Exclusive: Direct-to-Consumer Health Care ‘Explosion’ Likely, Though Systemic Headwinds Deserve Attention, Experts Say

Virtual-first care, wearables and biosensors, and home health care are among segments ripe for innovation. Yet observers caution that increasingly scarce trained medical workers could limit some health care delivery.

By Nate Birt

The rapid expansion of the direct-to-consumer (DTC) health care marketplace signals major opportunities for investors in the next two to three years. These seismic changes are expected to equip average Americans—including the most vulnerable and historically underserved—with tools to better manage their own well-being, experts say. Yet successful investors will do so only by navigating an uncertain future marked by declines in the health care workforce, an aging population and medical reimbursement disparities.

“We’re very aware of the growing movement to identify patients that lack current access to the care they need,” says Ron Krauskopf, head of health care at Lakeland Bank. The regional platform stretches from New England to Florida with a core market in the New York-New Jersey tri-state area, helping health-care providers such as doctors, hospitals, health systems and senior living operators secure financing. “We’re viewing it as sort of a natural evolution, a real effort to invite technology into the health care space.”

Krauskopf points out health care has historically lagged other industries upended by disruptive technology such as Uber in transportation or Amazon in retail. That’s quickly changing, and COVID accelerated the timeline.

“It’s a natural evolution from the pandemic and telehealth not just being a fringe benefit offered by employers to employees and people who have coverage to being the go-to now for a lot of families,” he says.

Clues for sizing a multi-billion-dollar market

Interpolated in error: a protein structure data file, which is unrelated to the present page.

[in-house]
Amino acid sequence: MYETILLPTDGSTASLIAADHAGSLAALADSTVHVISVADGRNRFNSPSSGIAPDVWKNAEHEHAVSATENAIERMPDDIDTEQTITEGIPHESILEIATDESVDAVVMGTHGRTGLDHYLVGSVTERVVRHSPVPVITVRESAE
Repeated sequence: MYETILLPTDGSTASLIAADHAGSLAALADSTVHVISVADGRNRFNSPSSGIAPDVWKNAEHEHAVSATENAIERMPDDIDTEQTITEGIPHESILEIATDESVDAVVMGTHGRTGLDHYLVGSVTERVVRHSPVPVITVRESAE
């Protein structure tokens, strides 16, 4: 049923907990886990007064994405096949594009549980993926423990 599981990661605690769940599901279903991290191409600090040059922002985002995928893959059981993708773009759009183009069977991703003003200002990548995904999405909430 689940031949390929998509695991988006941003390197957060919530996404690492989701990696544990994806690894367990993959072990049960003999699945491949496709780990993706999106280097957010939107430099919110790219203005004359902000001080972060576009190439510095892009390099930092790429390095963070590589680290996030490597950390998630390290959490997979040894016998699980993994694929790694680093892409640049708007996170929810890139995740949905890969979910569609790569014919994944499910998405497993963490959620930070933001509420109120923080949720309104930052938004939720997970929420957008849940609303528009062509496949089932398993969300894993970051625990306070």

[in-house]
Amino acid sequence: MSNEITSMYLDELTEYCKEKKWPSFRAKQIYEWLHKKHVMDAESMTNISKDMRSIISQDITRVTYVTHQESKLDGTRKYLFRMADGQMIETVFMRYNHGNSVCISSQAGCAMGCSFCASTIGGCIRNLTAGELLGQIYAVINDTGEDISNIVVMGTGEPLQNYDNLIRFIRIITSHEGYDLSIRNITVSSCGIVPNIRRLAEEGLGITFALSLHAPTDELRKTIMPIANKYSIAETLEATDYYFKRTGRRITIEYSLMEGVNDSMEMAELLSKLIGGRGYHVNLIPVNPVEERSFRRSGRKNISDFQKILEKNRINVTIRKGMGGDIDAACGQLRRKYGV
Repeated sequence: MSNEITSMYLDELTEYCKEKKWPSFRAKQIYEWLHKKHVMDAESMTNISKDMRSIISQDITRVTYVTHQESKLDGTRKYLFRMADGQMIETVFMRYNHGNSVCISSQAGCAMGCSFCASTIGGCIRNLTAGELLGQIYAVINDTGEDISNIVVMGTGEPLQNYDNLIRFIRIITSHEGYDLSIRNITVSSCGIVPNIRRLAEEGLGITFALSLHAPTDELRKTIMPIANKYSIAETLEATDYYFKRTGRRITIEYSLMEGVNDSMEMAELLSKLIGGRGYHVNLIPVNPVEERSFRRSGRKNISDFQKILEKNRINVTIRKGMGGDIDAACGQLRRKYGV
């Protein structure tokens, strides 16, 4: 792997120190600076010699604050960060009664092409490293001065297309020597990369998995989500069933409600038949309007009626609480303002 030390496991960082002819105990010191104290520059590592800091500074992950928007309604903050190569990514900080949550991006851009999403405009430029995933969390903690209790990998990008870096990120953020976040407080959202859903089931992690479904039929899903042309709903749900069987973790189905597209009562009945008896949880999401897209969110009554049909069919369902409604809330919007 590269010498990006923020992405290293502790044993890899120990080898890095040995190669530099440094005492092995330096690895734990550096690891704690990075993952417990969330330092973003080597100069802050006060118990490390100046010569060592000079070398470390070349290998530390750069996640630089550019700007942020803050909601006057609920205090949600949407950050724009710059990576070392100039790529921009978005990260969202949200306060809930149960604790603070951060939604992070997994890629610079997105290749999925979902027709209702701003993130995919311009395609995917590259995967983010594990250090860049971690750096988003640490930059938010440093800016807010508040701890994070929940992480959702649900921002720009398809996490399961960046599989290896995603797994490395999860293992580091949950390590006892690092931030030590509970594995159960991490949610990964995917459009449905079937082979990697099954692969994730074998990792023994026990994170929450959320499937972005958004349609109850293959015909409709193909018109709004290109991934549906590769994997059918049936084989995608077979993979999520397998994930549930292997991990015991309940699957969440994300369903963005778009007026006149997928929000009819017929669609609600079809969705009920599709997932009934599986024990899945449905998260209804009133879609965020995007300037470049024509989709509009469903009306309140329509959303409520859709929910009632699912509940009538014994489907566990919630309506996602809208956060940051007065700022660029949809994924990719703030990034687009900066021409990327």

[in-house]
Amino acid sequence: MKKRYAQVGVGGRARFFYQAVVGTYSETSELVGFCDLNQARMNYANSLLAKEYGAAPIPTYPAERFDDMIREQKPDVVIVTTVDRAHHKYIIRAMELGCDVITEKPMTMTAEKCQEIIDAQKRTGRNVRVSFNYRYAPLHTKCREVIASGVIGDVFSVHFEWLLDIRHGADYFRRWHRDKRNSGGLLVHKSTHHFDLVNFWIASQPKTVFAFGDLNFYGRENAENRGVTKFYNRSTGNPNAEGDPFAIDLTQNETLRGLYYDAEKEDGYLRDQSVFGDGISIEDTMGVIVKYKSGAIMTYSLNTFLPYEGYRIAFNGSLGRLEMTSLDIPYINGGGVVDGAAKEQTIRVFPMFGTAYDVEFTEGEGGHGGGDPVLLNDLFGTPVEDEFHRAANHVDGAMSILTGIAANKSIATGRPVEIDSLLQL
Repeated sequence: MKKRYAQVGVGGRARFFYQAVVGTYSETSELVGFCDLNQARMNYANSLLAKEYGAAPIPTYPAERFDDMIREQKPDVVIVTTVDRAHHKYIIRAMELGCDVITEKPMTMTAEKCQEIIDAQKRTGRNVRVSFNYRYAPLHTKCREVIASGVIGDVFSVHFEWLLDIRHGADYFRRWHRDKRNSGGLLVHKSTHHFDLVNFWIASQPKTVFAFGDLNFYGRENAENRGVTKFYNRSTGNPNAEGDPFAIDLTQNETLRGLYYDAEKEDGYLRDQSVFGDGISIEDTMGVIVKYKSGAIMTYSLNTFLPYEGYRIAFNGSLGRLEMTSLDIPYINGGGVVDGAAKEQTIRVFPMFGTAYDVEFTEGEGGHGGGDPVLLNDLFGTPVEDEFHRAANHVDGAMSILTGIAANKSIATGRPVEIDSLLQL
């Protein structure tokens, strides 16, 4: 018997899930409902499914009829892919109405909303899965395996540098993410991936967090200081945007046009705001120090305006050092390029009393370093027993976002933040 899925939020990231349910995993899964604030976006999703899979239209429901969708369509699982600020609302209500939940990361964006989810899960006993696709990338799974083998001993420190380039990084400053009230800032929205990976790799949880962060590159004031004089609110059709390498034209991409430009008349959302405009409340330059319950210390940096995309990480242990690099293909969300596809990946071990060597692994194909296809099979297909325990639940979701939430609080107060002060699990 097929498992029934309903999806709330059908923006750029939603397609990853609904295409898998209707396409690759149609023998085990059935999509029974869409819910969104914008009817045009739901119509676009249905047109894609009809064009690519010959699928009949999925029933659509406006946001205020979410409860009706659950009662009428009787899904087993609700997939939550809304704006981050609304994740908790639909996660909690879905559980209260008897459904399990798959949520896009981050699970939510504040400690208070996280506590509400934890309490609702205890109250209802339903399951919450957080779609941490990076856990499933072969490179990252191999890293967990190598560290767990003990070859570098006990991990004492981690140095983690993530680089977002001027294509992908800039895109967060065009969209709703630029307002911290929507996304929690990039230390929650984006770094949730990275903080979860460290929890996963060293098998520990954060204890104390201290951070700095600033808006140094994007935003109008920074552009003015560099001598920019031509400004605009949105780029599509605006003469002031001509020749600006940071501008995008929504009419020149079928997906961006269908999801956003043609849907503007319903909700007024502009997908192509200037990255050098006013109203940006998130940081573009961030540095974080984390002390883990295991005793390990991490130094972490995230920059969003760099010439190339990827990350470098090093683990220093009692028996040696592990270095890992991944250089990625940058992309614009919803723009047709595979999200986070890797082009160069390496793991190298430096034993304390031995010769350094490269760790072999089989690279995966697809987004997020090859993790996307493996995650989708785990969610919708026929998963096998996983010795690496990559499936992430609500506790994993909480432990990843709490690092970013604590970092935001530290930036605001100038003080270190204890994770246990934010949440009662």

A near-term explosion in the DTC marketplace is anticipated in the next several years, experts say. Already, it’s valued at $700 billion.

“I think we’ll get more and more risk, and more and more specialization,” says Adam Cohen, a neurologist at Yale University who’s part of a team focused on digital health innovation. He also serves as chief scientist for the National Health Mission Area for the Johns Hopkins University Applied Physics Lab. “But there was a contraction in 2022 … it just mirrored the contraction in investor funding everywhere. That puts pressure on investors who might be shy now and want to really understand what they should invest in. You want to invest in companies that are differentiating themselves based on their ability to demonstrate impact.”

In Cohen’s view, the DTC marketplace is likely to expand beyond virtual-first care and basic wearables into a niche ecosystem with greater entrepreneur and investor appetite for treating high-risk medical conditions. Krauskopf sees additional applications in DTC for mental health, behavioral health and substance abuse care.

“I think people are realizing from lessons of the pandemic that this is a real bona fide way to reach people, stay in touch, have interactions to follow through, make it as accessible as possible,” Krauskopf explains. “In some ways yes, there are investment barriers, technology barriers. But we probably live in a time in which the costs of those are not as prohibitive as they once were.”

Workforce declines and reimbursement rethinks among variables clouding DTC’s future

From a financial vantage point, getting there will be a journey. Digital health funding in 2022 is on track to hit about $21 billion, nearly a third less funding than 2021’s $29.1 billion, note research fellow Ashwini Nagappan and Adriana Krasniansky in a July 10 analysis for Rock Health. The advisory firm focuses on accelerating digital technology adoption.

“But as the saying goes, there are two sides to every (market) story,” the authors note. “Though this year’s funding will fall far short of last year, 2022 digital health funding is nonetheless on track to outpace funding in 2020. This multi-year trend indicates continued funding growth, with funding in 2021 perhaps standing out as an anomaly.”

They anticipate more M&A among startup digital health care companies through the end of the year.

Sustained investment in DTC health care reflects ongoing consumer needs in the marketplace, adds consumer products consulting firm Clarkston Consulting in a 2022 trends report.

“Consumers continue to place increasing focus on their wellness, taking proactive control of both their short-term and long-term health,” the report notes. “This changing focus is not only on physical health, but also on mental health.”

Krauskopf sees those trends, too, and notes the potential for DTC to create greater access to health care for people in highly populated medical care “deserts” with little or no hospital access within an hour’s drive. At the same time, there are additional trends in the workforce, demographics and logistics that could expand or limit DTC marketplace potential. Specifically, he calls out five to watch: